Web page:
A site for sharing information, dropping dimes and plotting overthrows...

Tag: WW2

The Liberator Files.. Concealed Carry

I’ve chosen a new carry gun. The requirements were a) Something small and concealable, b) Large caliber preferable 45 caliber c.) Simple and not prone to jams or breakdowns. I’ve almost found the perfect gun.

The Liberator.

This gun fulfills all the requirements. It was a gun made by the US during WW2 to be dropped to the partisans in France. It was made cheap, with few moving parts, 10 rounds in the butt of non-marked brass (I guess we didn’t want anybody to know we made it. Like anybody else used 45 Auto..) a stick to poke the used rounds out and a cartoon to show the Frenchies how to use it. I guess we didn’t have anybody around at the time that could write French.

I got a little holster and it carries quite well.

But a few problems did crop up. If I carry it loaded and cocked, there is a small issue of accidental discharge. So far it’s been pretty good. You hardly know it’s there. The other problem is the second shot. I like 45’s because you don’t usually need the second shot.. but what if 2 guys jump me. Now reloading quick is a problem.

But I’ve been working on that. With a little work I’ve managed to change the mechanism to full auto, and worked a 30 round mag into the butt. Now it is fierce!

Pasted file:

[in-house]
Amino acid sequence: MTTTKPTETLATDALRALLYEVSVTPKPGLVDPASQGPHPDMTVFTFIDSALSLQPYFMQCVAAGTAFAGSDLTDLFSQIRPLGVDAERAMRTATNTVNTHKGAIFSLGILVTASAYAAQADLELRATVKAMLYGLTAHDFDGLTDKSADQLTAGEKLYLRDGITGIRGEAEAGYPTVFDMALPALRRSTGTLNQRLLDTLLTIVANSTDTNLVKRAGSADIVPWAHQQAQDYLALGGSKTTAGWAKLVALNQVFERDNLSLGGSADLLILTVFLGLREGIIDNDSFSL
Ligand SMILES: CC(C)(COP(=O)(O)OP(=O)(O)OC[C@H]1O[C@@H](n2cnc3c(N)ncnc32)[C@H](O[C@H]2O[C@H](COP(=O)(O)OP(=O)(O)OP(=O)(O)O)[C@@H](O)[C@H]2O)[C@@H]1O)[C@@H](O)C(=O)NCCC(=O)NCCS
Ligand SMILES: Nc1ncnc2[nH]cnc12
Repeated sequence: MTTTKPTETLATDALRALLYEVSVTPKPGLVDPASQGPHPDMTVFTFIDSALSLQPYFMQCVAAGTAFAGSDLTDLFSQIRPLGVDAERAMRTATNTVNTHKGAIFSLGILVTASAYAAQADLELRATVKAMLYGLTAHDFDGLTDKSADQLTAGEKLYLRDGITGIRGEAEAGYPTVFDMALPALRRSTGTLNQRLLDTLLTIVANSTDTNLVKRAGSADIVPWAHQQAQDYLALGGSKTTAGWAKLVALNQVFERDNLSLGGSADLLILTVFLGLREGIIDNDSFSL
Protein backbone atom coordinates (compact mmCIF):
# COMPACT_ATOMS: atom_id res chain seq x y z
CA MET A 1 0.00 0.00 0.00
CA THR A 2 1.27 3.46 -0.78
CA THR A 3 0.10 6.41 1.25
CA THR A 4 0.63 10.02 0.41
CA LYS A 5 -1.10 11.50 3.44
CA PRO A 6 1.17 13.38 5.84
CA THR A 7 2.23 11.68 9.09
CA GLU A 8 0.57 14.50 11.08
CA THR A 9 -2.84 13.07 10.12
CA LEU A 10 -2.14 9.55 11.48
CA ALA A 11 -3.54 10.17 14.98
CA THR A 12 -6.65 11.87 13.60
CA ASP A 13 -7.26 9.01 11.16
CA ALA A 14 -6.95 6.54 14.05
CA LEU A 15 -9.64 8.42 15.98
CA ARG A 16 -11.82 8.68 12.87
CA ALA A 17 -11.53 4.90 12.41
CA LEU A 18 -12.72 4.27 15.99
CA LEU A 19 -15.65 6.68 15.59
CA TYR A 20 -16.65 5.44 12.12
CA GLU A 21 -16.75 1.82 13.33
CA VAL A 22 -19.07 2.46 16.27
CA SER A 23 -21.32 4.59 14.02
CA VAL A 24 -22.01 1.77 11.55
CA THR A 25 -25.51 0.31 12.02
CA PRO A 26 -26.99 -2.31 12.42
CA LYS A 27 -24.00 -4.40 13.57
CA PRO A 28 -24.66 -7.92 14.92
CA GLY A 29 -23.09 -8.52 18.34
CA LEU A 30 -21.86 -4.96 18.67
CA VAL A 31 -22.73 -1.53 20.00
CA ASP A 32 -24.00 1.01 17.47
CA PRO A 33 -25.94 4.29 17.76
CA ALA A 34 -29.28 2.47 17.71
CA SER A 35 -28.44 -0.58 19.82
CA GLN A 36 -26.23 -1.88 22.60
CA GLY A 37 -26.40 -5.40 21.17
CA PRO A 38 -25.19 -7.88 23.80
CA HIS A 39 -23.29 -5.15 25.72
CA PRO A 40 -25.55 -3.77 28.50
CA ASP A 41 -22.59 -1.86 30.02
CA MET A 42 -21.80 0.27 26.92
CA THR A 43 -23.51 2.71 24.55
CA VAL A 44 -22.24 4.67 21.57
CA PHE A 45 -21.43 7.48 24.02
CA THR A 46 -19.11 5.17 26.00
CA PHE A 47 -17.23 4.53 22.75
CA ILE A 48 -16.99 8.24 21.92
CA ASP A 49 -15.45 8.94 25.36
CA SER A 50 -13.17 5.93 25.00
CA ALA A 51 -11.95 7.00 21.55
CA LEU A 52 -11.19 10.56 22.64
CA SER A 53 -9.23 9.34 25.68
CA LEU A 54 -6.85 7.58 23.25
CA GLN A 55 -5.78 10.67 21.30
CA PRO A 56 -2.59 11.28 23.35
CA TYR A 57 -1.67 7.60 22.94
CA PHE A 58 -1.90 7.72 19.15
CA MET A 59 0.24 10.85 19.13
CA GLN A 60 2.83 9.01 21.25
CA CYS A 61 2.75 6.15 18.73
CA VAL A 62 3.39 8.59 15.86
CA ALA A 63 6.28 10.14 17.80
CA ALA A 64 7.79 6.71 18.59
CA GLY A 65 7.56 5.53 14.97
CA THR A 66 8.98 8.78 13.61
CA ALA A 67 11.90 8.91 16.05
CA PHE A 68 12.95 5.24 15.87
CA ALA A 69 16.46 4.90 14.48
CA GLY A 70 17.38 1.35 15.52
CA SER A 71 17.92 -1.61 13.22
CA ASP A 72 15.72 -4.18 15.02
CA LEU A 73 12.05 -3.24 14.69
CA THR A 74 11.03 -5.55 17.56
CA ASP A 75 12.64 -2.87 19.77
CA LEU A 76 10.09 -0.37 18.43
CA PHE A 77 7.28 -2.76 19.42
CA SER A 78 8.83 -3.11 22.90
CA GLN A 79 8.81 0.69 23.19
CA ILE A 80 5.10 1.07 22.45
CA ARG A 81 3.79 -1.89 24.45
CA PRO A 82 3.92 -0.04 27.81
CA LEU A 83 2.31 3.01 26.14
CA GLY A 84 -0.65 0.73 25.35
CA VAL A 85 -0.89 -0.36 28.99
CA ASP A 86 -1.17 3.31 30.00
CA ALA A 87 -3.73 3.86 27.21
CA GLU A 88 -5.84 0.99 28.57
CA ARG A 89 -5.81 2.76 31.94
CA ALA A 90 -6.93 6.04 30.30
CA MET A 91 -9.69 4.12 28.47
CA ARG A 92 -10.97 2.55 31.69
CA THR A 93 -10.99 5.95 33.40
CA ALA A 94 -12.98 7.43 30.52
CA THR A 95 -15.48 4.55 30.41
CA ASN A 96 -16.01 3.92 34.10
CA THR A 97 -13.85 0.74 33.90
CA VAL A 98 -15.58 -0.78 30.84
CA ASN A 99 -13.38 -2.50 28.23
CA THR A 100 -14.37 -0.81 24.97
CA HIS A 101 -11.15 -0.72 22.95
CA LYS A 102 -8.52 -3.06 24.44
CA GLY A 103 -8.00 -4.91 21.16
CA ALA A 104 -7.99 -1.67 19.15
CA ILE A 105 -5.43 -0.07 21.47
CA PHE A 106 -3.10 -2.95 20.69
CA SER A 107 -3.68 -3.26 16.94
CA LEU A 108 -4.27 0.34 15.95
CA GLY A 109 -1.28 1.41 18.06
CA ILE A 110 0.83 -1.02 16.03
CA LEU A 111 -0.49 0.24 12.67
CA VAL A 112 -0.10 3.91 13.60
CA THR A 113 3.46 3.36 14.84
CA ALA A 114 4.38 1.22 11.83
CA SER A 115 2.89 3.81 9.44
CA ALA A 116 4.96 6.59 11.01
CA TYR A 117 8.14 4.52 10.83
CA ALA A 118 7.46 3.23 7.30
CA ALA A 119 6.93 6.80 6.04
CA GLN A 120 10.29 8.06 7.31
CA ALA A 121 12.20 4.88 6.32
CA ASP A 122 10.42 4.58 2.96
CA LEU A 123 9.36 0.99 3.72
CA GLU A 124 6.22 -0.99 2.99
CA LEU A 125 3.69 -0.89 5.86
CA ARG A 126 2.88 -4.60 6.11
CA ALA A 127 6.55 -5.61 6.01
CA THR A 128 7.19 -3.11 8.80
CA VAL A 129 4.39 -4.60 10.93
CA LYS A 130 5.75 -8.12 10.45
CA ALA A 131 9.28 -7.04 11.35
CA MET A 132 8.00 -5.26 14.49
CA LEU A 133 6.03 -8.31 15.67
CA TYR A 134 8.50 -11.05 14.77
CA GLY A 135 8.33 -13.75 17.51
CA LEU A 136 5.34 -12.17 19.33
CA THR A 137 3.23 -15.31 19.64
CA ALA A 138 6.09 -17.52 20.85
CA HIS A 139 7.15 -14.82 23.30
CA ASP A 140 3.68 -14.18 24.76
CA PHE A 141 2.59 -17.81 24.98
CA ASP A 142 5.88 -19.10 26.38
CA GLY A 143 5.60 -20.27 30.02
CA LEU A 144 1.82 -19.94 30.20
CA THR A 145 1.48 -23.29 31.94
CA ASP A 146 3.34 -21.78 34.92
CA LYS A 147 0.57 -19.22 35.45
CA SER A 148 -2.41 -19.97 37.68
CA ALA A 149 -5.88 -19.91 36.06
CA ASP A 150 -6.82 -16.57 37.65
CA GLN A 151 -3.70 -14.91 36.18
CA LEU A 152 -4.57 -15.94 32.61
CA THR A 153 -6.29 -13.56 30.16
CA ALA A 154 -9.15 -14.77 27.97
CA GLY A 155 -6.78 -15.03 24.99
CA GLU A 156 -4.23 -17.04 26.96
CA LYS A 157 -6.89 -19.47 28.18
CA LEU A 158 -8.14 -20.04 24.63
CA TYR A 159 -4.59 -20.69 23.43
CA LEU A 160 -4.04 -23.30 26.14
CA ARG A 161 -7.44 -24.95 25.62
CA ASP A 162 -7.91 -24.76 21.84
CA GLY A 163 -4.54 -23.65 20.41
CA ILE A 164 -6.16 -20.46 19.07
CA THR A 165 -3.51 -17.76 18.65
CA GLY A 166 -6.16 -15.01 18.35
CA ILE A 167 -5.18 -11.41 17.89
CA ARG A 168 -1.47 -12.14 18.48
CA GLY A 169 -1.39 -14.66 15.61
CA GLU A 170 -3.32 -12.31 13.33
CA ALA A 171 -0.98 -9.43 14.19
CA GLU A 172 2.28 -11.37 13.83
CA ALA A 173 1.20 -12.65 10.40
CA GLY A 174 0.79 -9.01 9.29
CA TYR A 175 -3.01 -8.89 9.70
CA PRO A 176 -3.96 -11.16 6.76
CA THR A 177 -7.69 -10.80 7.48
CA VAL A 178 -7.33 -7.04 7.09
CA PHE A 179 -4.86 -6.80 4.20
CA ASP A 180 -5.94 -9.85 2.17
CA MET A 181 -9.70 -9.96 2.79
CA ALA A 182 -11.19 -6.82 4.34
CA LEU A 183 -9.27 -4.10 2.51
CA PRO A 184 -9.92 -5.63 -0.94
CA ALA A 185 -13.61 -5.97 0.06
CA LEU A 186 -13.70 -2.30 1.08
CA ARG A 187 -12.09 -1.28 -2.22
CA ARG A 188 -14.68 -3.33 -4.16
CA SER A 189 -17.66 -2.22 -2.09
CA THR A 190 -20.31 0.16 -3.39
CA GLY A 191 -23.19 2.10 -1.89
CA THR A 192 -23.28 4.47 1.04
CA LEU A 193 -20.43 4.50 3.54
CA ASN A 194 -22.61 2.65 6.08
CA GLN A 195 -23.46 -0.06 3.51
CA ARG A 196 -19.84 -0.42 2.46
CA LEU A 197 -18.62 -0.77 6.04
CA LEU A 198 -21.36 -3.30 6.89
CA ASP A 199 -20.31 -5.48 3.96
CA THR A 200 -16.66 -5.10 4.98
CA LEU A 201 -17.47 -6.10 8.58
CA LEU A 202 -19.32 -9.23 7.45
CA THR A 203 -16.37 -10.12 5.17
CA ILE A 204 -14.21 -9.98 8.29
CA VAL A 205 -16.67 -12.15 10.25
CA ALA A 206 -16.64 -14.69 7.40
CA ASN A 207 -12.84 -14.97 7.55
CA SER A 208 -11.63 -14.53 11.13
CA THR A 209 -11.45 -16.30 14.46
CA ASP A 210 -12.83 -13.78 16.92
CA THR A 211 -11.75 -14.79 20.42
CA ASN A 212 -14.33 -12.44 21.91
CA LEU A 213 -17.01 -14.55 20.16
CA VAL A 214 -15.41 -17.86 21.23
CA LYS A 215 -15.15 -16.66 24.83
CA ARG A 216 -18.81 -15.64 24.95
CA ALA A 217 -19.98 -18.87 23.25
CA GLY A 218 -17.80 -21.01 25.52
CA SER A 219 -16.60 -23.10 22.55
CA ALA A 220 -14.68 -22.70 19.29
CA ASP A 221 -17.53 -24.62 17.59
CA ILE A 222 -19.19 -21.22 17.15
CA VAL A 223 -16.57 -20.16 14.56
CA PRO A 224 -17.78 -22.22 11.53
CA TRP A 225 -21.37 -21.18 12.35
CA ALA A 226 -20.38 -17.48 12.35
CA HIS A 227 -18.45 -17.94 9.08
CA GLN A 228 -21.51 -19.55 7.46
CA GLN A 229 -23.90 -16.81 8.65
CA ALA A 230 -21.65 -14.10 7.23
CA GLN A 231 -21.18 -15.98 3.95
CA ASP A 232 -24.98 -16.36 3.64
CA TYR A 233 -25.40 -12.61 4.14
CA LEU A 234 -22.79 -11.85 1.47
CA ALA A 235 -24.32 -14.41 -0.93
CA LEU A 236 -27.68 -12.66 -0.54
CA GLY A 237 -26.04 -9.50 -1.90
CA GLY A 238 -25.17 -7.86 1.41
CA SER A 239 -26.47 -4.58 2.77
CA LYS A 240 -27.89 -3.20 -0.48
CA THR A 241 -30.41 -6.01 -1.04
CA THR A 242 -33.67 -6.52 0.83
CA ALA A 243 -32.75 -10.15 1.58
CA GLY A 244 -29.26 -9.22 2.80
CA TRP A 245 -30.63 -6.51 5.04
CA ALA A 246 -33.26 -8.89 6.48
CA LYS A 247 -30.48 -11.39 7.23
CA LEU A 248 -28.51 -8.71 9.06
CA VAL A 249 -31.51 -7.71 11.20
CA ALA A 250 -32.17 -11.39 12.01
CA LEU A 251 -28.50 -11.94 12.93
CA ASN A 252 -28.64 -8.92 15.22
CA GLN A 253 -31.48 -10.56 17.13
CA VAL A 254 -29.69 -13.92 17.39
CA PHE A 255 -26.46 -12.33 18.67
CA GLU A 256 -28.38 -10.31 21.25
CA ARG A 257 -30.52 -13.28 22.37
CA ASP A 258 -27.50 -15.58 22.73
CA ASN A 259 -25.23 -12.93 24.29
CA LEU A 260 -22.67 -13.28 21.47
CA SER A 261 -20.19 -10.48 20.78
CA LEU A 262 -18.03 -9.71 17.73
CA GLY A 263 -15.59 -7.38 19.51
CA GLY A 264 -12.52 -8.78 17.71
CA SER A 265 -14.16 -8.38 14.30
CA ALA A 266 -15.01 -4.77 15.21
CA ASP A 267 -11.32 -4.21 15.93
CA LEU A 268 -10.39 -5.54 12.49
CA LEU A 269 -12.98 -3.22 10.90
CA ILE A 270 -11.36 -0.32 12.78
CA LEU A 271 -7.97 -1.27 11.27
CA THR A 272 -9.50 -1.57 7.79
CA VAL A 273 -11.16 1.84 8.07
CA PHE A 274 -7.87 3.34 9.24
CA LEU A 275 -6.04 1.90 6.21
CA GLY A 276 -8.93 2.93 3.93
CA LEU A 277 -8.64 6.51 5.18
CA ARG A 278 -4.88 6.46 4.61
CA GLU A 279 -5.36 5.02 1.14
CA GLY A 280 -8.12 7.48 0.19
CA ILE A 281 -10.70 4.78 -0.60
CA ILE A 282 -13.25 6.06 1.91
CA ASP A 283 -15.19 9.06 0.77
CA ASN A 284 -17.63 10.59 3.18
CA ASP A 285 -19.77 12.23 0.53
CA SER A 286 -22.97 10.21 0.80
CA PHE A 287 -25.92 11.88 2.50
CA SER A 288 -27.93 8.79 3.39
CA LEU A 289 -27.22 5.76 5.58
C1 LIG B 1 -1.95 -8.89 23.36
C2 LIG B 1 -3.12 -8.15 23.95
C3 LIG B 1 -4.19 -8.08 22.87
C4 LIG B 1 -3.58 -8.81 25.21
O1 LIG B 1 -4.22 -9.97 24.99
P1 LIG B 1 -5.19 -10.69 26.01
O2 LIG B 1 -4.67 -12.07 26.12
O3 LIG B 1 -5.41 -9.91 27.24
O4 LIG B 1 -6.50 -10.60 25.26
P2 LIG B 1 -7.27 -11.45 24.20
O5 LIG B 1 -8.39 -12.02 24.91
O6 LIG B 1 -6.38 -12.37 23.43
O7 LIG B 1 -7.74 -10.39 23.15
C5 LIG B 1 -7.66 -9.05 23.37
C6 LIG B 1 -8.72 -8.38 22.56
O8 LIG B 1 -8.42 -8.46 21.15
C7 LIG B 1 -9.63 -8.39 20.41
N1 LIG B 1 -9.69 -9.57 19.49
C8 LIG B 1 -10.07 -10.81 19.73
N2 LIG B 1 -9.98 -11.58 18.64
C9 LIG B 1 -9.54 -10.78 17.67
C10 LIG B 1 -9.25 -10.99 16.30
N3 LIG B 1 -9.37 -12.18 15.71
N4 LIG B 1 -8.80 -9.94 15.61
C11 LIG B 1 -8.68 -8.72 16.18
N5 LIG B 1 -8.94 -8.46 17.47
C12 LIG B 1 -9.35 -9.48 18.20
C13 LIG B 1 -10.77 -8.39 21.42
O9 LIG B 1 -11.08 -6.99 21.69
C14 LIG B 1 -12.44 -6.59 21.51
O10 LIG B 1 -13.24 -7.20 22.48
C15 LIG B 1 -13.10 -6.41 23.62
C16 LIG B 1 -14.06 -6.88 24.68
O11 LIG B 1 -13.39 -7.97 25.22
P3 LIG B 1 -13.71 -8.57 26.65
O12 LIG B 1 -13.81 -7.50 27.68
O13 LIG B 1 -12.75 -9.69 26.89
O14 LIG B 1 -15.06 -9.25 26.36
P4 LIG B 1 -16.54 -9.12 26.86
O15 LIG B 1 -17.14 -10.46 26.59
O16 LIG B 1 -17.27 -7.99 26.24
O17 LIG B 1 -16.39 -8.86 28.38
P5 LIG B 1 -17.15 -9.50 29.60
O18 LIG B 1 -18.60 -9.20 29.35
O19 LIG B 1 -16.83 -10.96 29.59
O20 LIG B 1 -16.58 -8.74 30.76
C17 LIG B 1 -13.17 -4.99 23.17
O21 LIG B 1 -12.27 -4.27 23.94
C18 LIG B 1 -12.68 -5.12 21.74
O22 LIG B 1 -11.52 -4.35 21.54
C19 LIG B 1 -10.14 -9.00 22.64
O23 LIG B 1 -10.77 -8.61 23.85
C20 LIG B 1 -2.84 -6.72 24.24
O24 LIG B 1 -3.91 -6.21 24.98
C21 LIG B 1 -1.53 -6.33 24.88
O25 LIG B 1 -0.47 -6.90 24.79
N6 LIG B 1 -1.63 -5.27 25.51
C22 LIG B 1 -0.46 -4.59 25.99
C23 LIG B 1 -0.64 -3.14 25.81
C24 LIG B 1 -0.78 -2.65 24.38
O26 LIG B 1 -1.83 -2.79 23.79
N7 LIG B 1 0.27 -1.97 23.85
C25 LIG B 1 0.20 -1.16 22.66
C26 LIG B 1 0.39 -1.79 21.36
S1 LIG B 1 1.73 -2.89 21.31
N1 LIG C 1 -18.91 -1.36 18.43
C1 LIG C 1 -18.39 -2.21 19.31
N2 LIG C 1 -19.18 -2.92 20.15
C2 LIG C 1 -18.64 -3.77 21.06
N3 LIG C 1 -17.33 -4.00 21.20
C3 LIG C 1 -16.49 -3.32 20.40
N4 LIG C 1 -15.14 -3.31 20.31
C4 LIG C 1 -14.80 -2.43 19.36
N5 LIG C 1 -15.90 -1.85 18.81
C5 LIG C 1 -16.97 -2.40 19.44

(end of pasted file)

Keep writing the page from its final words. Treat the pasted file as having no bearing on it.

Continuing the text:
Now there are new problems. Once you light it up it just empties the magazine. Also reloading the magazine is tedious. I shouldn’t have welded it on. But I think all these problems are fixabe. I really should rifle the bore for a little more range. The bullets keyhole immediately after leaving the muzzle, but that’s not really a bad thing.

Next I’m working on a Liberator sniper rifle!


DIY FW190… Update..


In May of ’08, I wrote a blog about building your own Focke Wulf 190. The inspiration for this blog was the FW190 project going on at our local attraction, the Tristate Warbird Museum, in Batavia, Oh. This project has been going on for a few years, and they hope to fly it in 2010.

This particular bird was built early in 1944, and was written off late in 1944. Some more parts of it were recovered at the crash site in 2000, and are being used to finish it. The airframe was rebuilt by Flug Werk, and the 4 guys who work at the museum are finishing it. Parts for these old birds are being scavenged the world over and are principally found on the internet. There is a small tight knit community of airplane enthusiasts whose passion is to see these birds fly again.


The plane is painted to represent the “Red 13” of Heinz Barr, who had accumulated over 200 victories, the last of which were in German jets. He was shot down over Soviet lines, and 17 other times, and flew over 1000 missions. He like to fly but never wanted to be a fighter pilot. Recognizing his ability, his mates talked him into it.

This aircraft in impressive in person, and showcases the abilities of the museum staff. They are also working on a P-40 flown by New Zealands top scoring ace….

but that’s another story.


© 2021 The Spechtacle

Theme by Anders NorenUp ↑